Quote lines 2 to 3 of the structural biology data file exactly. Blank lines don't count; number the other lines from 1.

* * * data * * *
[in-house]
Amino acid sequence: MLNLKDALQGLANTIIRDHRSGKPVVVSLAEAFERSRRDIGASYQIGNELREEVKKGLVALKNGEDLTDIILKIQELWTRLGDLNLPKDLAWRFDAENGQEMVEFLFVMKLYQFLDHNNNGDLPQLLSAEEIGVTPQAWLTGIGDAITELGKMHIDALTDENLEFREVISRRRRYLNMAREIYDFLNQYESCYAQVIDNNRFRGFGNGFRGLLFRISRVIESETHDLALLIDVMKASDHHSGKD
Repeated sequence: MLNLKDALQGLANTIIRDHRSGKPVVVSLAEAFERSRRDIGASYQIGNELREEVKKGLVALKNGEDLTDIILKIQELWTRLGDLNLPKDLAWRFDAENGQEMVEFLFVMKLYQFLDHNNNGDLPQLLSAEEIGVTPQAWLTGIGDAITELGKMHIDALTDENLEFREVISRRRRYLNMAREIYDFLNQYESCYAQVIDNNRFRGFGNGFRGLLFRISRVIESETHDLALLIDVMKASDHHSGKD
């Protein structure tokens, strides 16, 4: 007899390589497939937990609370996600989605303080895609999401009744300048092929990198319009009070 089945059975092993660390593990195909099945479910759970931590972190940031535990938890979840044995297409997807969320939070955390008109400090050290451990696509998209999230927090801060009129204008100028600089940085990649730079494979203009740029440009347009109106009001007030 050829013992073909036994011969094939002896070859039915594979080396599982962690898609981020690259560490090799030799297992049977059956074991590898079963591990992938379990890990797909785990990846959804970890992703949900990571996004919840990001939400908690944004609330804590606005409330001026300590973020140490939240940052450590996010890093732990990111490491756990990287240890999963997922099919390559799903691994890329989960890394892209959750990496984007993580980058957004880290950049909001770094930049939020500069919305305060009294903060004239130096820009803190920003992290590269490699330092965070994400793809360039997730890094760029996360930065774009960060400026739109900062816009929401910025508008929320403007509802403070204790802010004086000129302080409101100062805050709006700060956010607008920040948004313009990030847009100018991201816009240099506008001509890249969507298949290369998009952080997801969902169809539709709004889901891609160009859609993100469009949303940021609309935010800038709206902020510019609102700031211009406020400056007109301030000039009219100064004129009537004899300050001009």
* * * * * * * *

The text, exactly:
Amino acid sequence: MLNLKDALQGLANTIIRDHRSGKPVVVSLAEAFERSRRDIGASYQIGNELREEVKKGLVALKNGEDLTDIILKIQELWTRLGDLNLPKDLAWRFDAENGQEMVEFLFVMKLYQFLDHNNNGDLPQLLSAEEIGVTPQAWLTGIGDAITELGKMHIDALTDENLEFREVISRRRRYLNMAREIYDFLNQYESCYAQVIDNNRFRGFGNGFRGLLFRISRVIESETHDLALLIDVMKASDHHSGKD
Repeated sequence: MLNLKDALQGLANTIIRDHRSGKPVVVSLAEAFERSRRDIGASYQIGNELREEVKKGLVALKNGEDLTDIILKIQELWTRLGDLNLPKDLAWRFDAENGQEMVEFLFVMKLYQFLDHNNNGDLPQLLSAEEIGVTPQAWLTGIGDAITELGKMHIDALTDENLEFREVISRRRRYLNMAREIYDFLNQYESCYAQVIDNNRFRGFGNGFRGLLFRISRVIESETHDLALLIDVMKASDHHSGKD